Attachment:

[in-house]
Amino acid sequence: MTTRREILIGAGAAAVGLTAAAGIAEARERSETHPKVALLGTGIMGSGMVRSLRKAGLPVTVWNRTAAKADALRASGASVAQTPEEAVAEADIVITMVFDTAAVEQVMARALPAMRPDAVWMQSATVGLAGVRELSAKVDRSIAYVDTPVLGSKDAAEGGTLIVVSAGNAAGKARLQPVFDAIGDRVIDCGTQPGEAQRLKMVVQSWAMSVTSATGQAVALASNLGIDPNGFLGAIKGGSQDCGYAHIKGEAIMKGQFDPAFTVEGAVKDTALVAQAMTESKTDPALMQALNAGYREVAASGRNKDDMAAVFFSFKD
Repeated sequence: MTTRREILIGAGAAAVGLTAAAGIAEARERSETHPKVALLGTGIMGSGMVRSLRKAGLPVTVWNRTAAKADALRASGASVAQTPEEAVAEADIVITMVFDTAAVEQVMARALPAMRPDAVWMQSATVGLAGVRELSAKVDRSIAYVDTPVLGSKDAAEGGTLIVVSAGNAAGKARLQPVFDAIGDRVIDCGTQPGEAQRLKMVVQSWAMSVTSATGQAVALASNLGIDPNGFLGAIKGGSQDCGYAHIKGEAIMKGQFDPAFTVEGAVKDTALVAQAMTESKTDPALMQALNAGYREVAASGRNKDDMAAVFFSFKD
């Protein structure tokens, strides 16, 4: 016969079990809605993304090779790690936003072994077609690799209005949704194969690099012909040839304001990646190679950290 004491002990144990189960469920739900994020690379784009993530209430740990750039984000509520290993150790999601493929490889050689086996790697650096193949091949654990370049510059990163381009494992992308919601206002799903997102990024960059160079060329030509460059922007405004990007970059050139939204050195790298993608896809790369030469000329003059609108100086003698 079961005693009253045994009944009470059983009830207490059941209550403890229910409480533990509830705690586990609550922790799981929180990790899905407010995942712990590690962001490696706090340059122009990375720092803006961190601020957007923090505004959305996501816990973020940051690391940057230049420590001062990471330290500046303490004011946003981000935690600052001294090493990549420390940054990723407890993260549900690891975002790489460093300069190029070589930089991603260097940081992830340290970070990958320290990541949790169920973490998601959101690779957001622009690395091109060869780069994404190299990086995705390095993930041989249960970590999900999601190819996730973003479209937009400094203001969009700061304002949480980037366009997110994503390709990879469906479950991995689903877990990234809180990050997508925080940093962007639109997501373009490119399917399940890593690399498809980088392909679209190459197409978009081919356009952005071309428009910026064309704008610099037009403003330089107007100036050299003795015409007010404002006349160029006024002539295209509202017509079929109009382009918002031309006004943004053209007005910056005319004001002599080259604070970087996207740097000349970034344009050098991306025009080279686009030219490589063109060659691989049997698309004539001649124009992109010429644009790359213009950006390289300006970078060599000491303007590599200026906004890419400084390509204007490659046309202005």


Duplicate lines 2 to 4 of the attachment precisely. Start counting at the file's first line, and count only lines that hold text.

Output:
Amino acid sequence: MTTRREILIGAGAAAVGLTAAAGIAEARERSETHPKVALLGTGIMGSGMVRSLRKAGLPVTVWNRTAAKADALRASGASVAQTPEEAVAEADIVITMVFDTAAVEQVMARALPAMRPDAVWMQSATVGLAGVRELSAKVDRSIAYVDTPVLGSKDAAEGGTLIVVSAGNAAGKARLQPVFDAIGDRVIDCGTQPGEAQRLKMVVQSWAMSVTSATGQAVALASNLGIDPNGFLGAIKGGSQDCGYAHIKGEAIMKGQFDPAFTVEGAVKDTALVAQAMTESKTDPALMQALNAGYREVAASGRNKDDMAAVFFSFKD
Repeated sequence: MTTRREILIGAGAAAVGLTAAAGIAEARERSETHPKVALLGTGIMGSGMVRSLRKAGLPVTVWNRTAAKADALRASGASVAQTPEEAVAEADIVITMVFDTAAVEQVMARALPAMRPDAVWMQSATVGLAGVRELSAKVDRSIAYVDTPVLGSKDAAEGGTLIVVSAGNAAGKARLQPVFDAIGDRVIDCGTQPGEAQRLKMVVQSWAMSVTSATGQAVALASNLGIDPNGFLGAIKGGSQDCGYAHIKGEAIMKGQFDPAFTVEGAVKDTALVAQAMTESKTDPALMQALNAGYREVAASGRNKDDMAAVFFSFKD
């Protein structure tokens, strides 16, 4: 016969079990809605993304090779790690936003072994077609690799209005949704194969690099012909040839304001990646190679950290 004491002990144990189960469920739900994020690379784009993530209430740990750039984000509520290993150790999601493929490889050689086996790697650096193949091949654990370049510059990163381009494992992308919601206002799903997102990024960059160079060329030509460059922007405004990007970059050139939204050195790298993608896809790369030469000329003059609108100086003698 079961005693009253045994009944009470059983009830207490059941209550403890229910409480533990509830705690586990609550922790799981929180990790899905407010995942712990590690962001490696706090340059122009990375720092803006961190601020957007923090505004959305996501816990973020940051690391940057230049420590001062990471330290500046303490004011946003981000935690600052001294090493990549420390940054990723407890993260549900690891975002790489460093300069190029070589930089991603260097940081992830340290970070990958320290990541949790169920973490998601959101690779957001622009690395091109060869780069994404190299990086995705390095993930041989249960970590999900999601190819996730973003479209937009400094203001969009700061304002949480980037366009997110994503390709990879469906479950991995689903877990990234809180990050997508925080940093962007639109997501373009490119399917399940890593690399498809980088392909679209190459197409978009081919356009952005071309428009910026064309704008610099037009403003330089107007100036050299003795015409007010404002006349160029006024002539295209509202017509079929109009382009918002031309006004943004053209007005910056005319004001002599080259604070970087996207740097000349970034344009050098991306025009080279686009030219490589063109060659691989049997698309004539001649124009992109010429644009790359213009950006390289300006970078060599000491303007590599200026906004890419400084390509204007490659046309202005």